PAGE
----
Algae, Tree, Herbs, Bush, Shrub, Grasses, Vines, Fern, Moss, Spermatophyta, Bryophyta, Fern Ally, Flower, Photosynthesis, Eukaryote, Prokaryote, carbohydrate, vitamins, amino acids, botany, lipids, proteins, cell, cell wall, biotechnology, metabolities, enzymes, agriculture, horticulture, agronomy, bryology, plaleobotany, phytochemistry, enthnobotany, anatomy, ecology, plant breeding, ecology, genetics, chlorophyll, chloroplast, gymnosperms, sporophytes, spores, seed, pollination, pollen, agriculture, horticulture, taxanomy, fungi, molecular biology, biochemistry, bioinfomatics, microbiology, fertilizers, insecticides, pesticides, herbicides, plant growth regulators, medicinal plants, herbal medicines, chemistry, cytogenetics, bryology, ethnobotany, plant pathology, methodolgy, research institutes, scientific journals, companies, farmer, scientists, plant nutrition
Select Language:
Main Menu
Please click the main subject to get the list of sub-categories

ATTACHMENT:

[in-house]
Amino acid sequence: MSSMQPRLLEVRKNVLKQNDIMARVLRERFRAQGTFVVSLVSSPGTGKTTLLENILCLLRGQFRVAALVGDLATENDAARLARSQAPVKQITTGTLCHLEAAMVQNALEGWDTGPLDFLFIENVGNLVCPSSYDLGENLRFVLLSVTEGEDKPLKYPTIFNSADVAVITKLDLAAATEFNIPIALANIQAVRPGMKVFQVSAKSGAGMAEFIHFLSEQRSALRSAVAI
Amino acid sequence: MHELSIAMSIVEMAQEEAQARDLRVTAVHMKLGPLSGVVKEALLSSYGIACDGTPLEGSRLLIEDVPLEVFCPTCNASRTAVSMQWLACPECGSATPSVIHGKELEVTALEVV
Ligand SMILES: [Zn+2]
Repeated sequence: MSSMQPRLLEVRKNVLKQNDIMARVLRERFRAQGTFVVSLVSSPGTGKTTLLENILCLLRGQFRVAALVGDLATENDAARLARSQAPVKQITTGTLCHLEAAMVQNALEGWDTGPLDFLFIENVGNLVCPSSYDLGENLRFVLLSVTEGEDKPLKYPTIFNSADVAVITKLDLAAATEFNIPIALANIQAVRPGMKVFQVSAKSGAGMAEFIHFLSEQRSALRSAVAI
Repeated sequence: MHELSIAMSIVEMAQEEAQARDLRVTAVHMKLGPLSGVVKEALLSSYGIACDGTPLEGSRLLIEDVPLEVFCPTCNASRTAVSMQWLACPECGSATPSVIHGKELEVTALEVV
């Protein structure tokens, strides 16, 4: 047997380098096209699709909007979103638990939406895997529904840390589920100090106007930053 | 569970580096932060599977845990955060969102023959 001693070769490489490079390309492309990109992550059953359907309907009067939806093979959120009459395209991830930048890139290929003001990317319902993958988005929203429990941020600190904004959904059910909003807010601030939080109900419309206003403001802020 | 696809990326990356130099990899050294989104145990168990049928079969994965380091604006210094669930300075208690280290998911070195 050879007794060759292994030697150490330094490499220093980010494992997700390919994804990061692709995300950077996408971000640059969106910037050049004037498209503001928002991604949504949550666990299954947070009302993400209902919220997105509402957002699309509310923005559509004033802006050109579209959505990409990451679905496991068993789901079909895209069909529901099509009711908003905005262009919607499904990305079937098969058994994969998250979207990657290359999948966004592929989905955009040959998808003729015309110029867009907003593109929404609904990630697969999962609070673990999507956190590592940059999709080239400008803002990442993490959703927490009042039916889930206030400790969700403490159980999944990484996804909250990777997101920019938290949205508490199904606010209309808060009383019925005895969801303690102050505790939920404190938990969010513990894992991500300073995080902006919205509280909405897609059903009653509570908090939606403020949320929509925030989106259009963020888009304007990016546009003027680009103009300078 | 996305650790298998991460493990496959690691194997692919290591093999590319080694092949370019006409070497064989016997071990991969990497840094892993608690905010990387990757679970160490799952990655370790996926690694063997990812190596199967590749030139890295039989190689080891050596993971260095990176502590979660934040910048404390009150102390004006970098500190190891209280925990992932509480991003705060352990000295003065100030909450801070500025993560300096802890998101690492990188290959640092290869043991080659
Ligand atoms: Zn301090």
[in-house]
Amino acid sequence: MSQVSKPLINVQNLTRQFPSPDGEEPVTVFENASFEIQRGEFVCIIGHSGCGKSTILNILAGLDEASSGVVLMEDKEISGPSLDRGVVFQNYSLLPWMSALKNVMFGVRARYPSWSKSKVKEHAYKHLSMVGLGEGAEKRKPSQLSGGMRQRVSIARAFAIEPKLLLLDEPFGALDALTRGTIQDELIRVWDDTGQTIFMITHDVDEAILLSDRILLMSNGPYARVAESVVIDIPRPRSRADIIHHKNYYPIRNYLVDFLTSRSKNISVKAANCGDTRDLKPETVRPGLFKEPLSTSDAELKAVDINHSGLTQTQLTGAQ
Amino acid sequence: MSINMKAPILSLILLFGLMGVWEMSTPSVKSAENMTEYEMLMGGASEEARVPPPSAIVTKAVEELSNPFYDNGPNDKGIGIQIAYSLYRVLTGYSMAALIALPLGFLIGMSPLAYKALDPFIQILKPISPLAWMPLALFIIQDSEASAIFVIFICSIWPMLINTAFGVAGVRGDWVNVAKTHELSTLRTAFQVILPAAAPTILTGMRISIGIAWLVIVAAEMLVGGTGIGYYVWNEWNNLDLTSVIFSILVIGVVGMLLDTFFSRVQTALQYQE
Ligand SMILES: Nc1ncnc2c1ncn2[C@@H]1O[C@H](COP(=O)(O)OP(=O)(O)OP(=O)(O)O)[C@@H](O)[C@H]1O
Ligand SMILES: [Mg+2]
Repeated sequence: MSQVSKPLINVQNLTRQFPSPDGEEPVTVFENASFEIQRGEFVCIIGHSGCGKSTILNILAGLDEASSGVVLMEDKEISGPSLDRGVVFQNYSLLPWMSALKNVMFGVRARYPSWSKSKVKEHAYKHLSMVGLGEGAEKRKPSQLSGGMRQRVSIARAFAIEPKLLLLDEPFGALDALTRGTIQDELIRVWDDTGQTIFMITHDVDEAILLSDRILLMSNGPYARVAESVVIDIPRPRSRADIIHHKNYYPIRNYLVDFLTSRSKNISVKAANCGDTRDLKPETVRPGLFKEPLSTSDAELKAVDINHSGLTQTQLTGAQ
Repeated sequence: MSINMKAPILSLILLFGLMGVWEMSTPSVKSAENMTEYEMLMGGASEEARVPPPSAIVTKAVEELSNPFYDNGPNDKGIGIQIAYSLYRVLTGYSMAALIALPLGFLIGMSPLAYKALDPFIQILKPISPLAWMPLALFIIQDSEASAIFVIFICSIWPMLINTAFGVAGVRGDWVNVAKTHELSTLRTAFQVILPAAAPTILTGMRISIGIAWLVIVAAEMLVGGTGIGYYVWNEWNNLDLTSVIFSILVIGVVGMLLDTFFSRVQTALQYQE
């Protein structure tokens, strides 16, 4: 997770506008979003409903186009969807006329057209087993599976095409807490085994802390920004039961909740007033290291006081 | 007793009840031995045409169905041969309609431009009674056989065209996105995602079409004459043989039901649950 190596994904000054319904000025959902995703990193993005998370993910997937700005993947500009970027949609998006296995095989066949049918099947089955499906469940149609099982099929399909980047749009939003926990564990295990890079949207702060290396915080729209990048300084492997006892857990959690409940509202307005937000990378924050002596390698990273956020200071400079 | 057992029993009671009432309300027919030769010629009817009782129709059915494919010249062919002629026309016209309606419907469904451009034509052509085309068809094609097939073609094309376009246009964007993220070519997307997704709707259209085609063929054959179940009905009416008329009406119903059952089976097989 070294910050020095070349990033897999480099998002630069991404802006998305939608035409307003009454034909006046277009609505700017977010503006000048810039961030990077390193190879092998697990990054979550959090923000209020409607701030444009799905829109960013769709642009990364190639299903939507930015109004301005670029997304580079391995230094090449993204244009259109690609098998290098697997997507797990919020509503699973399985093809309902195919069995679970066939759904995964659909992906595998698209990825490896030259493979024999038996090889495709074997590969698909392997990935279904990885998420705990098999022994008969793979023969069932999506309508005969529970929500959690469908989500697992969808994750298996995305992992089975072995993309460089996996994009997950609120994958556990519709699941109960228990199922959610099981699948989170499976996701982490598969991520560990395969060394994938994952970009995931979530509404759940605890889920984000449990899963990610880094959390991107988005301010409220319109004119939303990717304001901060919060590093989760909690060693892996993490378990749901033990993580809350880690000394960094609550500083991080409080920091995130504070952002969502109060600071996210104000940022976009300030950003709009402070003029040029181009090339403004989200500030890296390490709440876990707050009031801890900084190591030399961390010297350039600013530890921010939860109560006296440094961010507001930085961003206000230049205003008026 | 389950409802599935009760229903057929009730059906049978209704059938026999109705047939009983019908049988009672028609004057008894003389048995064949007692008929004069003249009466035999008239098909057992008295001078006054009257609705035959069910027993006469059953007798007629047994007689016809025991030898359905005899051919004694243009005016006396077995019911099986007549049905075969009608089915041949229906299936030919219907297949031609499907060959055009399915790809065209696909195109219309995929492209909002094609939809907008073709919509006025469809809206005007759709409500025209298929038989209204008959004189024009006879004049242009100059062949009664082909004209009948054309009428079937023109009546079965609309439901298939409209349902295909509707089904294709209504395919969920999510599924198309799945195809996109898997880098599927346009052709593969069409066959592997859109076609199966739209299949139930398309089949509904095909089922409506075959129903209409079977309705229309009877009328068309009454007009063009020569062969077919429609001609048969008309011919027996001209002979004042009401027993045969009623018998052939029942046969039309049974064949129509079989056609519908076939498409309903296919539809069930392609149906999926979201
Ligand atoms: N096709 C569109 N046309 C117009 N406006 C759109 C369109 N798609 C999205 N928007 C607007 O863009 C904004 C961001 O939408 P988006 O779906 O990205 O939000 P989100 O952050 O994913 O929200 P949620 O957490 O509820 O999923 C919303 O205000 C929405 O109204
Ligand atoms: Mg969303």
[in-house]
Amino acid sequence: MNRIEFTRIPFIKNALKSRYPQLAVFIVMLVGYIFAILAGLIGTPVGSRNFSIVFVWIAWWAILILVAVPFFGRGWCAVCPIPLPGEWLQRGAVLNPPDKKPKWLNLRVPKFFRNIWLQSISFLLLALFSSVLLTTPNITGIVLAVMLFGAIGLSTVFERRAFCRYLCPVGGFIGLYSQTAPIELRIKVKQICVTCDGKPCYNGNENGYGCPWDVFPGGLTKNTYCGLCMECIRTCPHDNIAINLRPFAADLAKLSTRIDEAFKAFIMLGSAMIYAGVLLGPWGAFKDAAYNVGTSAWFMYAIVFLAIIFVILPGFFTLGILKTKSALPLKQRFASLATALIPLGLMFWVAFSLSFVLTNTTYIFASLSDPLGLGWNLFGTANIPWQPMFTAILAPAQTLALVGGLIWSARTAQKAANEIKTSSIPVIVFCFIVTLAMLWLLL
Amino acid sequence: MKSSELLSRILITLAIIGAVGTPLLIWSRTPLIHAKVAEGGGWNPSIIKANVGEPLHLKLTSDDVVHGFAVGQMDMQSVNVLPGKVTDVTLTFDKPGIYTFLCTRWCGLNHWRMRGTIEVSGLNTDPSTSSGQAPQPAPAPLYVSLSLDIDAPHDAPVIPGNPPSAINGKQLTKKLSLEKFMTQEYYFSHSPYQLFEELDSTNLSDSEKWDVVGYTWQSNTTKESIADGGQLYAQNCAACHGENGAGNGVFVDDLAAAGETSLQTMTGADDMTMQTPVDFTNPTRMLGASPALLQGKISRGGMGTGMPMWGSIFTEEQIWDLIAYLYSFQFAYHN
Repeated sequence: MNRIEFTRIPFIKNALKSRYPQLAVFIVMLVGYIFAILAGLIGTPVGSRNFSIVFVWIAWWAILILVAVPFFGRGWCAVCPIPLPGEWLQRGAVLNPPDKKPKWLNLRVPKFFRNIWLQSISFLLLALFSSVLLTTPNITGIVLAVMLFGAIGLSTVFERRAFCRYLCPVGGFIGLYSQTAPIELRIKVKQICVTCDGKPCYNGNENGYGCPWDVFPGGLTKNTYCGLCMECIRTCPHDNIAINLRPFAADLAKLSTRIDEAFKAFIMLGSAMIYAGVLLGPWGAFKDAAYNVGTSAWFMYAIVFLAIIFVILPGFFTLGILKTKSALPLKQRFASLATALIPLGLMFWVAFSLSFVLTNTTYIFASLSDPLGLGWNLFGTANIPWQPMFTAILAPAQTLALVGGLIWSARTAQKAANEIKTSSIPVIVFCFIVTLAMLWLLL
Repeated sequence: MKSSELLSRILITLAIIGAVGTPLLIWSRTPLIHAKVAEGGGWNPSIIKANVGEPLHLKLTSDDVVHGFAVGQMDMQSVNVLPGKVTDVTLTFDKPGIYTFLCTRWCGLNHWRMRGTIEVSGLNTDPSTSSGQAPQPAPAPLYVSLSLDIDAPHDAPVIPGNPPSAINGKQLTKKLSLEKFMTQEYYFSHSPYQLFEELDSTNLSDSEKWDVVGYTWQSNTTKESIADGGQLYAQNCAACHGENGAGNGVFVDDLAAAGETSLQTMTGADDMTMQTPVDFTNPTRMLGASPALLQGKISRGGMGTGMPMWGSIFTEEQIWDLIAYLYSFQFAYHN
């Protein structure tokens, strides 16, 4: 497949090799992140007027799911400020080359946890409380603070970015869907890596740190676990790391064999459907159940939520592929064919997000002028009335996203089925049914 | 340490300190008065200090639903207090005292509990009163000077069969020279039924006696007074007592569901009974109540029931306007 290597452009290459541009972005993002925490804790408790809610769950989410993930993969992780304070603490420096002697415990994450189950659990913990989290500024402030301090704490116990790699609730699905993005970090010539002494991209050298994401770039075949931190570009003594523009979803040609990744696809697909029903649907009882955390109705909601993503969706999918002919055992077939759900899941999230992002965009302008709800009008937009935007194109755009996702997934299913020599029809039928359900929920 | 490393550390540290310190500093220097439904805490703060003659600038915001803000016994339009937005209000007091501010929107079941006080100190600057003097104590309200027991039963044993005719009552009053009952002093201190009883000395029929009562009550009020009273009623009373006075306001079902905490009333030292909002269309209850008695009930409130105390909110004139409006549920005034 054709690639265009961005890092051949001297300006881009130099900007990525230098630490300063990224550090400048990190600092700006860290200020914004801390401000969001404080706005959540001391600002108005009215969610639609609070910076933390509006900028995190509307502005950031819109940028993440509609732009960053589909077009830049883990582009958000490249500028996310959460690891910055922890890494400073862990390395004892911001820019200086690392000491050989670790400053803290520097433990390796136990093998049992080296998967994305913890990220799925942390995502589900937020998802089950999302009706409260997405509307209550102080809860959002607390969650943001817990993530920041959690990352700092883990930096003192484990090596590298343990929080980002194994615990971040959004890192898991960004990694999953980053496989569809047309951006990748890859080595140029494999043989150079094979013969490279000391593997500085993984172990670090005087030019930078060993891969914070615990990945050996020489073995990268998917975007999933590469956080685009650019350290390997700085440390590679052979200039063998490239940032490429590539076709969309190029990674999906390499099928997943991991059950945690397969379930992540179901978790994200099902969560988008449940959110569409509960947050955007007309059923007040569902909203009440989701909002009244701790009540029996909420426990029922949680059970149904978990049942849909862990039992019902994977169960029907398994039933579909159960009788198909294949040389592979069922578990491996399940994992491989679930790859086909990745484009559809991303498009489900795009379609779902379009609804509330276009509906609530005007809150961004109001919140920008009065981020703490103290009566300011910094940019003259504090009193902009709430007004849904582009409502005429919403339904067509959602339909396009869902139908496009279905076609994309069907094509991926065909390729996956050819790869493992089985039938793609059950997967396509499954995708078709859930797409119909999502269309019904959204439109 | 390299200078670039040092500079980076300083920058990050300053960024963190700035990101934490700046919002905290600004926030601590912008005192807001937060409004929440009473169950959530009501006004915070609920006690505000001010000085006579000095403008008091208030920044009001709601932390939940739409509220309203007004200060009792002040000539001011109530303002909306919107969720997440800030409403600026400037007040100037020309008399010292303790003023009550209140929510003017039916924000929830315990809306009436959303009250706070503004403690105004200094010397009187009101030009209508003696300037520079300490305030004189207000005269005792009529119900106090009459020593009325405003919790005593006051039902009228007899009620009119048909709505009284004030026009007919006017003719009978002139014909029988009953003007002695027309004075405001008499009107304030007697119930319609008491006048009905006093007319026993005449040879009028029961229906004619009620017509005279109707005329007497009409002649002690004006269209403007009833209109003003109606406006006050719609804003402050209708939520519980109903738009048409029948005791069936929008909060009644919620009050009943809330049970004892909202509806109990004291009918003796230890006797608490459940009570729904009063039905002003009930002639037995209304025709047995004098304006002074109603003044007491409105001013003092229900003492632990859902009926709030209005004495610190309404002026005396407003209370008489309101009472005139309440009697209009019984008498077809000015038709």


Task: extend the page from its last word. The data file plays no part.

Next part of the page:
Services offered
  Section: General Biochemistry » Food Colors
Please share with your friends:  



Betalain is a relatively newterm used to describe a class of water-soluble plant pigments exemplified by the red-violet betacyanins and yellow betaxanthins. (In a parallel fashion, flavonoids comprise the red-blue anthocyanins and the typical yellow flavonoids that some authors call anthoxanthins.) Betalains owe their name to the red beet (Betavulgaris), from which they were originally extracted, and they are not as widely distributed as flavonoids. Other foods containing betalains include chard, pokeberries, and Indian cactus fruits. The major red pigment of red beets is betanin, and their major yellow pigment is vulgaxanthin (Fig. 11).

Betalains are stable in the pH range 3.5–7.0, which is the pH range of most foods, but they are sensitive to heat, oxidation, and light.


Copyrights 2012 © | Disclaimer